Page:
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MoB Sunday Stories: Toohey Forest Park

Toohey Forest Park, located 10 kilometres south of Brisbane’s Central Business District, beckons visitors with the promise of barbecues, picnics, and meandering bushwalking tracks brimming with native flora and fauna.

Behind this natural oasis, though, is a story of an impecunious Irish Catholic family with an ambition to turn their rags to riches.


James Toohey, born to a poor family in Galway in 1827, left the seaside with his family for New Norfolk, Tasmania in 1832. Some years later, her husband having left to chase a shilling in New Zealand, James’s mother took her children to Sydney. At 21, James departed Sydney for California. There, during the gold rush, he prospered as a blacksmith.

After forging his fortune, James set his sights on the growing city of Brisbane. Here, his relative affluence and blacksmithing skills soon saw him rise through the ranks.

He opened a successful blacksmith shop on Ipswich Road, Kangaroo Point (now Main Street) and quickly took to buying land. He bought several house blocks in South Brisbane, plus most of the land that would later form a large portion of Greenslopes.

James Toohey. Courtesy State Library of Queensland.

Following the creation of Queensland as a separate colony in 1859, land speculation ‘boomed’. Fired with the spirit of the day, James purchased approximately 100 hectares of land in Holland Park, Ekibin, and Greenslopes.

On 5 August, 1872, he acquired a further 455 hectares which now comprises QE 2 Stadium, Mount Gravatt Cemetery, Griffith University and most of Toohey Forest Park, as well as much of southern Tarragindi. Having become the largest landholder in Southern Brisbane at the time, he built a road to connect all his properties: Toohey Road.

Aerial view of Greenslopes 1997. Courtesy Brisbane City Council Archives. ID: BCC-T120-93252-9.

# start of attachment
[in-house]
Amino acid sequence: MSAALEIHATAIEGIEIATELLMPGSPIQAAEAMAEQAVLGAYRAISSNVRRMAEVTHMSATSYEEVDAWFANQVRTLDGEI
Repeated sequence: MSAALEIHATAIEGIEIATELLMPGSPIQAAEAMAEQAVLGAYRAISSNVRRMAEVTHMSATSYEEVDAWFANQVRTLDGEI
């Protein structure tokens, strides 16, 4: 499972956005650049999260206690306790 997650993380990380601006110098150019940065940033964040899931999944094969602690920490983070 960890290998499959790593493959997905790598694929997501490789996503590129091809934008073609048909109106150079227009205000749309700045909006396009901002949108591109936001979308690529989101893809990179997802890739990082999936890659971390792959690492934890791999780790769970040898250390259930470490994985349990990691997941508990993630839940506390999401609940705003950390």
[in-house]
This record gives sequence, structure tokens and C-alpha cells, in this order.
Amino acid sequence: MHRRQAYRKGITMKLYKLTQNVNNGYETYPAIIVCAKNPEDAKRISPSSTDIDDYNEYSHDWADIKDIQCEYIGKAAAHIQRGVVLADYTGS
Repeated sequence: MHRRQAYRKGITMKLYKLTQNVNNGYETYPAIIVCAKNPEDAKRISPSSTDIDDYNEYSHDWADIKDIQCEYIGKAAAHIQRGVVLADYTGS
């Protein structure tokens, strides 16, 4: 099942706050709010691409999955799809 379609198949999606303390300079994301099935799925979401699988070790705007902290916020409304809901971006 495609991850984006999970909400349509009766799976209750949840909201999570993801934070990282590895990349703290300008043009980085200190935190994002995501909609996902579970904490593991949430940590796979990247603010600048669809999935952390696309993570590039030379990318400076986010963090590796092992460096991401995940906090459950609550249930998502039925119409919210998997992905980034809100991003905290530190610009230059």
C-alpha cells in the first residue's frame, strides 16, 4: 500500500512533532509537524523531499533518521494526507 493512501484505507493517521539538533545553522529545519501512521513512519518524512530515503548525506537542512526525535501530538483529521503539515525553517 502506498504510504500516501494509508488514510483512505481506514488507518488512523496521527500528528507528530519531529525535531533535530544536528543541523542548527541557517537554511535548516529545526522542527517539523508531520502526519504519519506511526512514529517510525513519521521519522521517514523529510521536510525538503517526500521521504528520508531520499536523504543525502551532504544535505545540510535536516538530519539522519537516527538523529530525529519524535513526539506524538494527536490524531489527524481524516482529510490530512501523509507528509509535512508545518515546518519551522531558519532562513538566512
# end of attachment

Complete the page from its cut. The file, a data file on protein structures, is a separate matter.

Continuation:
Aerial view of Griffith University Campus 1979. Courtesy Brisbane City Council. ID: BCC-C54-101.

On November 2, 1883, James died of liver disease, leaving behind two sons, seven daughters and his widow Ann. First, he was buried at Dutton Park Cemetery, but his body was subsequently moved to Toohey Forest Park, and then Mount Gravatt Cemetery. Though he had spent years seeking to secure his family’s future, concocting his will to that effect, various factors including haphazard management, sectarian discrimination and the contrary ambitions of family members ate away at the Toohey Estate.

After much of James’s land had been sold off, in 1946 Brisbane City Council acquired the final block that now comprises Toohey Forest Park as part of their visionary plan to establish a green belt around the city of Brisbane.

For more than 75 years, Toohey Forest has offered a lush oasis to residents of Brisbane. Home to more than 400 species of native wildlife and plant species, it offers a vibrant space to connect with nature.


Toohey Park 1997. Courtesy Brisbane City Council Archives. ID: BCC-C35-97184-26.

See art inspired by Toohey Forest by visiting Rearranged: Art of the Flower.


Visitor tip: Look out for Edith Rewa’s artworks to connect with the story of Toohey Forest.

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